The science on sodium hydroxide in cosmetic formulation

The science on sodium hydroxide in cosmetic formulation

The curly community was completely rumbled this week when news broke that sodium hydroxide (also known as lye) was no longer “Curly Girl” friendly. Facebook groups and Instagram were awash with curlies proclaiming that their beloved products were no longer considered safe for curls. The advice was to use up your products but do not repurchase anything with sodium hydroxide listed as an ingredient.

Naturally many concerned curlies took to the internet to Google, “sodium hydroxide”. If you headed straight to Wikipedia to better understand sodium hydroxide, I can completely understand the shock that some curlies may have encountered. When reading Wikipedia sodium hydroxide is listed as causing severe burns with uses such as being a drain unblocker and a harsh cleaning agent.  When reading information such as this it is no wonder everyone was so concerned and ready to throw away any product in their bathroom that mentioned sodium hydroxide.

But wait, what if I told you that sodium hydroxide is used in cosmetics as a pH regulator.  You probably think sure thing Selina, but I don’t care, there is no way I want any sodium hydroxide near my curls. But wait, there is still more, lets head into the science of this to understand more.

Sodium hydroxide can be used is cosmetics as a pH regulator. In chemistry, pH is a scale used to understand how acidic or alkaline a product is. When making cosmetics the product can sometimes either be slightly too acidic, too alkaline or just right. If the finished product is just right then that is great, no pH adjusting needed. However, if the finished product is not at the desired pH, you will want to adjust the pH. There are many reasons why you may want to adjust a product’s pH. Some examples include the product being too acidic or alkaline for the intended purpose, or it could be too acidic or alkaline for the preservative to work – some preservatives work optimally at certain pHs. Therefore, formulators will adjust the pH. If you want to make your product more acidic you can add an acid such as citric acid or if you want to make your product more alkaline you add an alkaline such as sodium hydroxide. Please keep in mind, these pH regulators are usually diluted even before they are added to products and even when they are added to products, the actual amounts are incredibly tiny.

Now here comes the important part, when sodium hydroxide is added to formulations as a pH regulator, when used properly there should be no sodium hydroxide present in the final formulation. Yes, you heard that correctly, even though sodium hydroxide is added to a formulation, if used correctly as a pH adjuster there should be no sodium hydroxide in the final formulation. Similarly, when making soap, sodium hydroxide is used as it turns fats and oils into soap but there is no sodium hydroxide left in your soap. For example, sodium hydroxide and olive oil turns into sodium oliveate.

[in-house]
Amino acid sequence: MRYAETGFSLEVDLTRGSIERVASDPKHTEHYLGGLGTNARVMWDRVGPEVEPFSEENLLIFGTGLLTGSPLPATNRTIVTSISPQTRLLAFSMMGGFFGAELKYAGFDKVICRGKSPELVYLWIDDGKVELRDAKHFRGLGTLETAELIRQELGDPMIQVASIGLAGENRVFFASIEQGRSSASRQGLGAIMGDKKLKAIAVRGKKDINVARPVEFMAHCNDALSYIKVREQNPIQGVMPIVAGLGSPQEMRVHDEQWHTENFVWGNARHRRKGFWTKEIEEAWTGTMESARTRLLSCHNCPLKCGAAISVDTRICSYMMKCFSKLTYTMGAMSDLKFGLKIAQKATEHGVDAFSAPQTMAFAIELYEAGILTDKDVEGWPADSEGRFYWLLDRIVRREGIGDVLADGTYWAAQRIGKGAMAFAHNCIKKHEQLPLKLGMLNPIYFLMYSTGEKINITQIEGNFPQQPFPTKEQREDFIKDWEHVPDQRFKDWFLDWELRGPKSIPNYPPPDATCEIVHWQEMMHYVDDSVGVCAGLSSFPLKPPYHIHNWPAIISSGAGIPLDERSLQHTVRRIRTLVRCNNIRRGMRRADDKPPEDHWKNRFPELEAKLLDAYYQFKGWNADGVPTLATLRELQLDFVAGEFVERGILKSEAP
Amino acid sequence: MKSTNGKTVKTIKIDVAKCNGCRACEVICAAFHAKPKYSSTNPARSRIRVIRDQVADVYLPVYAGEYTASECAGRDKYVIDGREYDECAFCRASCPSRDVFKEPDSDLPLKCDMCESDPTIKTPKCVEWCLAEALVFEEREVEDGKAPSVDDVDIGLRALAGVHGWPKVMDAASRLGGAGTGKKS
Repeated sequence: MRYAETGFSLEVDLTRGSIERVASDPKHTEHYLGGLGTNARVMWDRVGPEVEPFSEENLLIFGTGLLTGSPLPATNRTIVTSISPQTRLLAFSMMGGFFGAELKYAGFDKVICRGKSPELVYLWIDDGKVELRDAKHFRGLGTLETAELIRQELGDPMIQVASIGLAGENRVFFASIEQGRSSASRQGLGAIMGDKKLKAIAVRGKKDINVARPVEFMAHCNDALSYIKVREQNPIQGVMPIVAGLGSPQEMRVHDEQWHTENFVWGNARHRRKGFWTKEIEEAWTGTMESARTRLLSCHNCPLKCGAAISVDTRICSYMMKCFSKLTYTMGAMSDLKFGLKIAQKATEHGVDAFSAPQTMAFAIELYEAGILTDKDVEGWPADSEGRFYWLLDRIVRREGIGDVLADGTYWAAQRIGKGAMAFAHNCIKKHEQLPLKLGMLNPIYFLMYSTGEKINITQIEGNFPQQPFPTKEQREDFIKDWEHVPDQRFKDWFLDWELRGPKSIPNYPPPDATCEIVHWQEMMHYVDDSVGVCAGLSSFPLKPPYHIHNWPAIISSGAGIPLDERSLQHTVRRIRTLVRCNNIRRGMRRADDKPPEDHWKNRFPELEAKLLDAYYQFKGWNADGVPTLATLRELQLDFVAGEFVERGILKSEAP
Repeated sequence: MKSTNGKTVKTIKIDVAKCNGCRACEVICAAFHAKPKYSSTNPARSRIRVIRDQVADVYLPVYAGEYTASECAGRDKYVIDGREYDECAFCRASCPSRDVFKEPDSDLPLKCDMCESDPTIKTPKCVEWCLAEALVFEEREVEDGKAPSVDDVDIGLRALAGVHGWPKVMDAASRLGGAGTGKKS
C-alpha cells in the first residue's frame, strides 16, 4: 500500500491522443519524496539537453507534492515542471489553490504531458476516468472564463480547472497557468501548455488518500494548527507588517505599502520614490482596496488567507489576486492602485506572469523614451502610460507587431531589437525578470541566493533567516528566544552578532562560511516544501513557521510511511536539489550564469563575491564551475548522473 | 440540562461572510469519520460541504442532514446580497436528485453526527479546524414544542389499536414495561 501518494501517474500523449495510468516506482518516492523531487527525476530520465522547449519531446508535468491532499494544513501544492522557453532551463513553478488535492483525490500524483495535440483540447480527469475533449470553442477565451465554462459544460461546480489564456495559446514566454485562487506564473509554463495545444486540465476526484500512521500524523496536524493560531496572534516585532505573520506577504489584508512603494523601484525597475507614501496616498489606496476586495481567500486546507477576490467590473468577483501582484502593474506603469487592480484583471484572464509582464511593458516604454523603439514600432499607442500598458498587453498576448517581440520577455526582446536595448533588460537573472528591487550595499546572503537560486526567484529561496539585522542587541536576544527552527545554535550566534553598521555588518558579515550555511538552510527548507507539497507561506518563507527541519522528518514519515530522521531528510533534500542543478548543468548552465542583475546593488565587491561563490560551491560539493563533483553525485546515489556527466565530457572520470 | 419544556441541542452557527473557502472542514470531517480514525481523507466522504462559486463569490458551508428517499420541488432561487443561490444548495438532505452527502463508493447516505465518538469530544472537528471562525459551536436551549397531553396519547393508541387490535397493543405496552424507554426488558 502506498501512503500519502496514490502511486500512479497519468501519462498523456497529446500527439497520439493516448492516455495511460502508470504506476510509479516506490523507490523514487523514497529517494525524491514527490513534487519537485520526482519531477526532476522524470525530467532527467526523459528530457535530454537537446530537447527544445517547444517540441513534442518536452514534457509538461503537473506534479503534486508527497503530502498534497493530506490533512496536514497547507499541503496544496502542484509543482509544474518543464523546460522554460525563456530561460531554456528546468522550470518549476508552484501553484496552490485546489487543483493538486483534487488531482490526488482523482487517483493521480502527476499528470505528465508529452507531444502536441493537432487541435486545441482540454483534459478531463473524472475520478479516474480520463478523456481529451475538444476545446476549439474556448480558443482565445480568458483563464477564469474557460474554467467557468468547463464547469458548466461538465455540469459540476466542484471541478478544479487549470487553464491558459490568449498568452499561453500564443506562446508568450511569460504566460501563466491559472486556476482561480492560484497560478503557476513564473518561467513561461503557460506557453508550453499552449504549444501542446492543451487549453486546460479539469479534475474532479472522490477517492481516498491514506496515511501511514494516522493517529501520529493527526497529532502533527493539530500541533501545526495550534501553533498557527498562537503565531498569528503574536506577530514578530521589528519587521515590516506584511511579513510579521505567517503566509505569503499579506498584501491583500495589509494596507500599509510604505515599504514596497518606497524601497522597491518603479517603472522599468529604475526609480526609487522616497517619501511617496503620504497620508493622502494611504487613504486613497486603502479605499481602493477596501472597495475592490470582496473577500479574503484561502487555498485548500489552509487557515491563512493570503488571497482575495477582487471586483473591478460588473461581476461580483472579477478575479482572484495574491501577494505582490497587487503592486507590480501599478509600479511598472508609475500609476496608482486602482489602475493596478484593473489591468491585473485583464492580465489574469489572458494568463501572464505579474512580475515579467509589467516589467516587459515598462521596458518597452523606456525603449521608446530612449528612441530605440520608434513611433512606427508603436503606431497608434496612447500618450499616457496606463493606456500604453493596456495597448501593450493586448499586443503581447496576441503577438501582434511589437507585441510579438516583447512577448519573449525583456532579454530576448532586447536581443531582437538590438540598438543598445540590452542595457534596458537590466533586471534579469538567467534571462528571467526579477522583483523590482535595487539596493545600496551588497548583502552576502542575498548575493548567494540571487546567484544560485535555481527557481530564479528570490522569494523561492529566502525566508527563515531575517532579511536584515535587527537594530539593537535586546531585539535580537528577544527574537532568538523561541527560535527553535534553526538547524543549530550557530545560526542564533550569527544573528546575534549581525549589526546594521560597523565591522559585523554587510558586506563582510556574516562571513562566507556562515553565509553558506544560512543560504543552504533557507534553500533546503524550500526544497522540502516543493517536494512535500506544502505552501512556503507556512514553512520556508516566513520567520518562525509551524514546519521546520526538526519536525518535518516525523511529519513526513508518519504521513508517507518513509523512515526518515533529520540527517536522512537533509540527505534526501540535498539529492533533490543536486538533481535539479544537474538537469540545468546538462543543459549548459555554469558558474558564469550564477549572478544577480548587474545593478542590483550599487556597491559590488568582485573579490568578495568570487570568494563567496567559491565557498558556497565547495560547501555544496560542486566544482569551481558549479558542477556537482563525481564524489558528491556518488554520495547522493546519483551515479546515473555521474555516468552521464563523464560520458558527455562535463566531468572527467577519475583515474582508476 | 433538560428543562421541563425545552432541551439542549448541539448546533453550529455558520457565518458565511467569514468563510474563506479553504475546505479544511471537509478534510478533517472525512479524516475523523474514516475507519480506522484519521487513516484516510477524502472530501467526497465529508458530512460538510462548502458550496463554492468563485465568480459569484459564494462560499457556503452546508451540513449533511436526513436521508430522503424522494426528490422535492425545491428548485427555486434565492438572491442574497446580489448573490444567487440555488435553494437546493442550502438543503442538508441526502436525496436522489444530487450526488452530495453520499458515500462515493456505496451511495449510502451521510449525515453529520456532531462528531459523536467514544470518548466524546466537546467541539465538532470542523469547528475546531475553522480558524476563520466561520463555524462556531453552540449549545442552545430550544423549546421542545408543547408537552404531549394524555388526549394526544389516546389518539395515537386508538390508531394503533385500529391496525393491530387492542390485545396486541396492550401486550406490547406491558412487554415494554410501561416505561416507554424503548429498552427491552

The reason that there is no sodium hydroxide in the final formulation is because when sodium hydroxide is added to water it disassociates and comes apart.

Hydroxide goes off and pairs itself up with hydrogen ions to create H2O aka water. This in turn causes a raise in the pH which is the desired effect when adding sodium hydroxide to your product. Once the hydroxide is paired up with the hydrogen, it is no longer sodium hydroxide, so when used correctly there is no longer any sodium hydroxide left in your final product. This means, as curlies we really do not need to worry about sodium hydroxide that is added to our products if it is used as a pH regulator.

So why is sodium hydroxide listed on your ingredients? Well, in the EU our cosmetic industry is heavily regulated so when making products you must list everything that is added to the formulation on the ingredient list which is why you will see sodium hydroxide often listed as the final chemical on your ingredient list. I hope this blog helps clears up the sodium hydroxide debacle and helps shed some light on the science side of pH regulation in cosmetic formulation.

I would like to conclude this blog by saying, please do not take everything you read on the internet as the truth, even if it has been promoted by your favourite celebrity or influencer. Please, do your own research and when I say research, I do not mean Wikipedia. Pick up a GSCE or A-level science book, or head to PubMed for peer reviewed papers that have been independently judged by a panel of scientists. Mindless reading and believing attention grabbing articles on toxic or clean beauty can be dangerous.

This final paragraph is completely non-curly hair related but mindless junk on the internet is the same reason we are in an era whereby previous childhood diseases that were on the brink of eradication are seeing a resurgence – because some people do not believe in vaccines. These people who do not believe in vaccines like to cherry pick information to fit their narrative. So please, do your research, ideally from peer reviewed articles and when reading new information always ask where the initial information source came from, read both sides of an argument and educate yourself before reaching your conclusion.

Have a lovely weekend curlies 😊

Selina x